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Answered By: Lorraine Falconer
Last Updated: Feb 08, 2017     Views: 24

Music has too many variations of format ,and constructions of subject headings to be able to find all scores for your instrument from a single search in the catalogue.  You will need to develop your listing through sequential searches.
 
Keyword searching for your specific instrument will find many hits. This search will find scores for works that include your instrument  anywhere in the catalogue entry.   A significant number of these  will not be what you need, eg: an arrangement of a work originally written for, say flute, but arranged for another instrument, very possibly not even in the same instrument family.  
 

It's best to use Subject or Advanced keyword searches.

 

Subject searching:   will give you focused results. You will need to do a series of subject searches to cover all the repertoire.
Music subjects use standardised constructions based on instrumentation and musical forms.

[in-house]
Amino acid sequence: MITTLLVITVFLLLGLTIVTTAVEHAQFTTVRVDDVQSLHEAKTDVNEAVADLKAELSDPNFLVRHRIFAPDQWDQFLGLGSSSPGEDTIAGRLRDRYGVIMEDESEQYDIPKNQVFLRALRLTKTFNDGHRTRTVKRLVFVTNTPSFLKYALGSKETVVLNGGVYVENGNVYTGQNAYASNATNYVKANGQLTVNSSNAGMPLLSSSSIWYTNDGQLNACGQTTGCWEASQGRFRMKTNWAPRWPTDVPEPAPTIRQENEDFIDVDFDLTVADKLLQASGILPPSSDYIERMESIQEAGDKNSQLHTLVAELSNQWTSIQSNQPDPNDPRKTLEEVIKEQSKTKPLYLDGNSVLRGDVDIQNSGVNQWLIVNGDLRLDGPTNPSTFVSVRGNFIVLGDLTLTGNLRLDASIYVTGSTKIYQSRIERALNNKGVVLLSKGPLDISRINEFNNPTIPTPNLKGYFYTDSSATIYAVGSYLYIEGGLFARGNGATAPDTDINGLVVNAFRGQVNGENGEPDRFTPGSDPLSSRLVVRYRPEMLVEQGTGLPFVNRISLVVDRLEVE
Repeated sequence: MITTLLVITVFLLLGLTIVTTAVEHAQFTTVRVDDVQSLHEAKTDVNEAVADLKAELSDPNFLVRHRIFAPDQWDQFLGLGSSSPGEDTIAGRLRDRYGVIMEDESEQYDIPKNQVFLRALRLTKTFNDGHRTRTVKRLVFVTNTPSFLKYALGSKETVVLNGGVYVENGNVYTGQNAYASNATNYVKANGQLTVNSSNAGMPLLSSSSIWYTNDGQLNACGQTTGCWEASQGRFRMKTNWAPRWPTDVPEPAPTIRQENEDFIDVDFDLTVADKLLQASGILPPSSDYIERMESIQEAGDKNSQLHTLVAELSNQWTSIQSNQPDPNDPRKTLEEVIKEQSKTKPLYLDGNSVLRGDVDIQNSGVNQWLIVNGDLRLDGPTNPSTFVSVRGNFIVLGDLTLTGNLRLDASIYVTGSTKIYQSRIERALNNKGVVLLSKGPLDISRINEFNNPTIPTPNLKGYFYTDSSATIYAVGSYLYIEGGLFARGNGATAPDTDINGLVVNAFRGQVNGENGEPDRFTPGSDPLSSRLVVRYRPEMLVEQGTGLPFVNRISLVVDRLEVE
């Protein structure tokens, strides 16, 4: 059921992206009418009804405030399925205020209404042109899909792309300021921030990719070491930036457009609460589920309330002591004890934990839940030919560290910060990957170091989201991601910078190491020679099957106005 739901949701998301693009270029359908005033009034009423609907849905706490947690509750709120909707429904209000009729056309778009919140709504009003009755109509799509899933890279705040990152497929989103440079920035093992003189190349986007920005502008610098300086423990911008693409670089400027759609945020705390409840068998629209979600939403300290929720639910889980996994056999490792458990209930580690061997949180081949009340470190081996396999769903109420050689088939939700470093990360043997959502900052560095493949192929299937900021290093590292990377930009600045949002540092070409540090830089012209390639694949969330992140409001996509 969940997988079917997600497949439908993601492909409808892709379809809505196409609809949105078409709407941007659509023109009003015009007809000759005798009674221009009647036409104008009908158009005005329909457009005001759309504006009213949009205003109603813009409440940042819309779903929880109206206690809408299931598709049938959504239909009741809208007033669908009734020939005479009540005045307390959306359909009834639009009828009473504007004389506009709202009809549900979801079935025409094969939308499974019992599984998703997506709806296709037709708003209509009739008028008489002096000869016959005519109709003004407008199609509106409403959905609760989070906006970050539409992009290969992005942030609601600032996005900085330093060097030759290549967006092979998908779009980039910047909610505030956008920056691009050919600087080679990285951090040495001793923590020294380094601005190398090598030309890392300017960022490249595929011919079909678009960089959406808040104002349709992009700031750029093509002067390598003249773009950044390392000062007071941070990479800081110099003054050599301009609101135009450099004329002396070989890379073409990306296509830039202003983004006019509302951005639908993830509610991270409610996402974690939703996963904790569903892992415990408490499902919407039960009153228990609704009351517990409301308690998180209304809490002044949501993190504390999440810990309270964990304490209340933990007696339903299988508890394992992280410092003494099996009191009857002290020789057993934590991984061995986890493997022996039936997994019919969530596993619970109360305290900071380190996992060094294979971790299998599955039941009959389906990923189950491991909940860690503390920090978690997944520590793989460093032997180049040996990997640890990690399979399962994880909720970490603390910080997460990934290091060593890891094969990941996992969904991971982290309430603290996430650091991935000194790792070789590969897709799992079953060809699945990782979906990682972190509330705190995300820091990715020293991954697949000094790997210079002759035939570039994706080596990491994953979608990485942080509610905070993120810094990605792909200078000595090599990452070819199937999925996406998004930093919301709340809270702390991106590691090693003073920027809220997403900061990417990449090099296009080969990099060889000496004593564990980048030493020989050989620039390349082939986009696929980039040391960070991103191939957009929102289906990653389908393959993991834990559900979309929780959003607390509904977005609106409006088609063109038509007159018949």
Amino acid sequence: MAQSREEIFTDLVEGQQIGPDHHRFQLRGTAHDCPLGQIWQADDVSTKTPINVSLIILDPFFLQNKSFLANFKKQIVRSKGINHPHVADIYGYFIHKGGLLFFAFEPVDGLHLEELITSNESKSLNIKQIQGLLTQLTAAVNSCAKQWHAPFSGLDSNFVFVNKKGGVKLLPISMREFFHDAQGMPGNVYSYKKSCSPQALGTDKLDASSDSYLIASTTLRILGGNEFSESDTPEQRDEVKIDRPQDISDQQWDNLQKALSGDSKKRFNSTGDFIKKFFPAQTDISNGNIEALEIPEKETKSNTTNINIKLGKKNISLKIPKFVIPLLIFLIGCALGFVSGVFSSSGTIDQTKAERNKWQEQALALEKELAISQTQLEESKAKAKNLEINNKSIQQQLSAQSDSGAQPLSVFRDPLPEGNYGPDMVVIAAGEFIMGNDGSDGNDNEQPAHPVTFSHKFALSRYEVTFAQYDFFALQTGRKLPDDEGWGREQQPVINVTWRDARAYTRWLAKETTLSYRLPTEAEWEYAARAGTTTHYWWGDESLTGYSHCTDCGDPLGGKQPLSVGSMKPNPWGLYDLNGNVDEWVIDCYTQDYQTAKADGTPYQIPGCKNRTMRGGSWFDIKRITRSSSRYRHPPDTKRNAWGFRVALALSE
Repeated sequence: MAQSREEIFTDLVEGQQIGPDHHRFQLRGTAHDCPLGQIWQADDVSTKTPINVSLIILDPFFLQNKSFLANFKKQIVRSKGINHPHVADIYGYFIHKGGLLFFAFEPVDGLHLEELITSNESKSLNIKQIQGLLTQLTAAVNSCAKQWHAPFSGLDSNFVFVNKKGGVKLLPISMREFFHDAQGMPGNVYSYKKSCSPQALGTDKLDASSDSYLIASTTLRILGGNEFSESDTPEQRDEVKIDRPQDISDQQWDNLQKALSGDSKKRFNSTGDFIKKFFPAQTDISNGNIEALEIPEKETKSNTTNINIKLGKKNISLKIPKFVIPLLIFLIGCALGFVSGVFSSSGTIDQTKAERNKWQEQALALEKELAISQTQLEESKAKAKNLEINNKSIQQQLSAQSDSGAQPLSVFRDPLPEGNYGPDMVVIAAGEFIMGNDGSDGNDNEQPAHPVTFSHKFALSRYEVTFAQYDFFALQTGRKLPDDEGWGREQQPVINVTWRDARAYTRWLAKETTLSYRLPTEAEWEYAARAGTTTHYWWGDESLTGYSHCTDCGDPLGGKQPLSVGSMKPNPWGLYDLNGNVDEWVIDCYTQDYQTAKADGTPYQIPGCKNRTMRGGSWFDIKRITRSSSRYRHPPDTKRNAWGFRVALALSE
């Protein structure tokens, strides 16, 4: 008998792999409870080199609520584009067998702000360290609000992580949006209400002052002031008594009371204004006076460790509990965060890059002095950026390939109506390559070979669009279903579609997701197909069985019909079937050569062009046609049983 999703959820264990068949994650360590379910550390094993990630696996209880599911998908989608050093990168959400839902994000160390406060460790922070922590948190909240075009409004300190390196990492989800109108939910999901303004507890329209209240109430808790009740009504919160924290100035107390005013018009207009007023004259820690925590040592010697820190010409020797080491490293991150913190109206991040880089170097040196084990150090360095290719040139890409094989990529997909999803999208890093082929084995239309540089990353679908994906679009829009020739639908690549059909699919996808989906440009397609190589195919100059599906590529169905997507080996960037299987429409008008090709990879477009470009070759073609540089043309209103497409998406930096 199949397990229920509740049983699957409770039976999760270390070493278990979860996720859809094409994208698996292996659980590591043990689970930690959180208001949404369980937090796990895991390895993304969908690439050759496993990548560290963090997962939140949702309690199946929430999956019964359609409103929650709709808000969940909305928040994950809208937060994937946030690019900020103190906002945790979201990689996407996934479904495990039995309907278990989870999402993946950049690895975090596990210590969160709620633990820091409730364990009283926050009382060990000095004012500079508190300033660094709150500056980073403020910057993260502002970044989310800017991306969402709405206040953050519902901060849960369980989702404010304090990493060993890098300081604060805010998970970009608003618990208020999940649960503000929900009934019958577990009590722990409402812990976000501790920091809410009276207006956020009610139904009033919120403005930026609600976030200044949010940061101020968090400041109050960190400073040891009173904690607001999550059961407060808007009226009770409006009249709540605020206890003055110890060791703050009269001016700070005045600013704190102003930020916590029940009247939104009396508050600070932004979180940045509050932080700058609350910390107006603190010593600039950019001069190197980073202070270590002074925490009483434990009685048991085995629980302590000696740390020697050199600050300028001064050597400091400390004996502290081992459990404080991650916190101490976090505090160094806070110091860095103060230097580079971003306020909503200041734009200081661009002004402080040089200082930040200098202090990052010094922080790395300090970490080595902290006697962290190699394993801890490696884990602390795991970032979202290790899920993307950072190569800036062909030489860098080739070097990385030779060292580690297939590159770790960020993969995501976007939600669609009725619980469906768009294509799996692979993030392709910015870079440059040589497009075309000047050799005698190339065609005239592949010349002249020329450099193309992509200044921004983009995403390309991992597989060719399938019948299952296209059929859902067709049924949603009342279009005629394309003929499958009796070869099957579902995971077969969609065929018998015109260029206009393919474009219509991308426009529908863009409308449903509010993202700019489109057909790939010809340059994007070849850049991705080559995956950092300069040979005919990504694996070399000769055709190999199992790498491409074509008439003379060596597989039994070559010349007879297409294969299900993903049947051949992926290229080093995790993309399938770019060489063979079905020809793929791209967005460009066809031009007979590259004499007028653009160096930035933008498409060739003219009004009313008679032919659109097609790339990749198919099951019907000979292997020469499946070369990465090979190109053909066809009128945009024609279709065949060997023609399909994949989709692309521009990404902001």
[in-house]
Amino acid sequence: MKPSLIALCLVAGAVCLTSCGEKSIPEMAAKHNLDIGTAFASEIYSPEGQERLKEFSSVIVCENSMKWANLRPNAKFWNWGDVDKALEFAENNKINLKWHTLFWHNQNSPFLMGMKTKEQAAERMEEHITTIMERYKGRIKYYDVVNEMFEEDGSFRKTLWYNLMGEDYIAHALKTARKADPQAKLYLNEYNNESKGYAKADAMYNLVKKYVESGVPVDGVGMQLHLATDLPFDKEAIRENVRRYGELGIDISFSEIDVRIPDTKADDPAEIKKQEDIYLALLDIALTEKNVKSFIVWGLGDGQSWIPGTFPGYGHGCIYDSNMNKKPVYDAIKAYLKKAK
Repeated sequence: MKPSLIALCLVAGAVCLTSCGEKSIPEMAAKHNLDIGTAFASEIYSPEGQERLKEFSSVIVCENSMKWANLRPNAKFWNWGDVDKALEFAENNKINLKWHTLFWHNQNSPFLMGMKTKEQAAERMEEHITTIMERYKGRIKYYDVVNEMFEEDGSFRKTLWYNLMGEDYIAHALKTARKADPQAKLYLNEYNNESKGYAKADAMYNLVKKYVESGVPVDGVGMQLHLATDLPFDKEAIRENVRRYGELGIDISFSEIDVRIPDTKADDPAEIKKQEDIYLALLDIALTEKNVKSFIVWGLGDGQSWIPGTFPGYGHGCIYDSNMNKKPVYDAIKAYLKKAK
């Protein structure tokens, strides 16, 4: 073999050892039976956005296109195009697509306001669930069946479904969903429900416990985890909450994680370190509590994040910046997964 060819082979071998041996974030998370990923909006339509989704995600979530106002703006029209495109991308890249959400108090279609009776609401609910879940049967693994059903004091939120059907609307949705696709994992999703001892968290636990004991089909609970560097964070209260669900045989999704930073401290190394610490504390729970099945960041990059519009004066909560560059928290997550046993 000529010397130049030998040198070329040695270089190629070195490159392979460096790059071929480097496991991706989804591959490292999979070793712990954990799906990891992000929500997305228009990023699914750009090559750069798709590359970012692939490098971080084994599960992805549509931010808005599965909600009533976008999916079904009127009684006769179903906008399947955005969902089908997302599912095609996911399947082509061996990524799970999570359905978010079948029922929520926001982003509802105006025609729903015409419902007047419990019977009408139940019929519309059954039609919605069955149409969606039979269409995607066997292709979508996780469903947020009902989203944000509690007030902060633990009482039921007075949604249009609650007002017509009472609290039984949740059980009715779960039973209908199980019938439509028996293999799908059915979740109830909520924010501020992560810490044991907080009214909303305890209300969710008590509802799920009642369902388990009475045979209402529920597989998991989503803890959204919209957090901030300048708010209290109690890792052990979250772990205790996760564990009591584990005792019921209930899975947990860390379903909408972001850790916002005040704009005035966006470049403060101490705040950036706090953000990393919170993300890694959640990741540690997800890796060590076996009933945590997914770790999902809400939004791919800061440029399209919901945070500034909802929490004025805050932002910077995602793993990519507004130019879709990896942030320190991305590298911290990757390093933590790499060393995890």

Some subject headings begin with the major musical instrument: e.g:
  •  Bassoon music (works for bassoon solo)
  •  Saxophone music (Saxophones (2)) (works for sax duet)
  •  bassoon and piano music
Some music subject headings begin with the musical form: e.g:
  • Concertos (Piano)
  • Sonatas (Clarinet and piano)
  • Suites (Woodwind ensemble)
 
Advanced keyword searching:  Use specific search terms in the Advanced keyword catalogue search (or in CrossSearch Advanced search combined with search result filters) to target closely what you want, eg:
  •  a search for flute with format limited to musical scores, location limited to Conservatorium Library - results in nearly 4,000 hits.
  • search for flute sonatas parts with format limited to musical scores, and with the location left as ANY - results in 520 or so hits, a more manageable number
  • Use truncation in advanced search, eg see How do I find a piano sonata score?
 

For help searching for music see the Music Subject Guide